4. The sad drinkers
Too often binge drinking becomes an emotional outlet for someone who is faced with sadness and depression. There is a high rate of comorbidity for depression and substance use disorders, which isn’t shocking when you understand the overlapping symptoms and underlying risk factors for the two disorders.Drinking to hide sadness can feel comforting in the moment, but in the long run it will only make problems worse.
5. The “old time” drinkers
This category of drinkers tends to be middle aged men that feel the need to keep in touch with their friends from childhood, school or work in the only pattern they know how, by drinking. Regardless of whether they share common interests, values, goals or stages in life, they may feel that drinking is the best way to connect and to keep friendships alive.
6. Social drinkers
Social drinkers, like followers feel a social impetus to drink. While followers are fueled by a desire to fit in, social drinkers may tend to feed off the energy of a group and may desire to be experiencing the same intoxication as others around them.These drinkers tend to binge in groups, and the research shows that the group is dominated by lower to middle class men and women that have recently graduated college or are still considered young adults.
7. Self-indulgent drinkers
This type of drinker craves stimulation and may feel discontent in a sober state. This type of sensation is dangerous and can lead to an addiction much more quickly than many other personalities. This person will drink to abandon control of his or her inhibitions. These are most commonly middle aged and divorced men and women according to the science. These individuals may attempt to stand out from the crowd in an embarrassing manner.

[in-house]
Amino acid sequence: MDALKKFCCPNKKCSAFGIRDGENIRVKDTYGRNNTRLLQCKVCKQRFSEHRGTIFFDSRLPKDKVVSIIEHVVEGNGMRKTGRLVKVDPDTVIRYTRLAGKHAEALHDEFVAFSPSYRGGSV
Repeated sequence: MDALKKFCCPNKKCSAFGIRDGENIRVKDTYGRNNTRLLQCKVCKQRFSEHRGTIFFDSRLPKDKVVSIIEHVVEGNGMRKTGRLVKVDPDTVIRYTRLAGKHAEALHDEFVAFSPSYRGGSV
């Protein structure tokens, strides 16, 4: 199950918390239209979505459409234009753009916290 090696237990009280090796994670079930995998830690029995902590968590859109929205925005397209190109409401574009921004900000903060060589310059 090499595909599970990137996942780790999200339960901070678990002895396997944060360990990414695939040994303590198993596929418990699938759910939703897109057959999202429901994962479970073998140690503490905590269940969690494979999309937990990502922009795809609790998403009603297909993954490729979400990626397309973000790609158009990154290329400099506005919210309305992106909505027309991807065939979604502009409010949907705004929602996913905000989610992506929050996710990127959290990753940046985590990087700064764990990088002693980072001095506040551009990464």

8. Tough guy drinkers
These men find drinking to be a pivotal part of their own masculinity and identity. Tough guy drinkers will spend the majority of their spare time at a bar. They tend to be more aggressive and will be the first ones ready to fight at minimal provocation. Tough guy drinkers may seek alcohol for emotional reasons, but a strong and stoic façade is always at the forefront.
9. Dependent drinkers
People who are eternally thinking of alcohol fit into this category. They may always be at a bar, find a way to drink secretly on different occasions and tend to only want to spend time with you if drinking is involved. All of their stories and memories revolve around binge drinking.
Help for any type of drinker
Whether you feel that you fit perfectly into one of these listed categories or you’re struggling with issues all your own, there is treatment that can help you. With personalized plans you won’t need a label of a certain personality and you can find healing that meets your needs.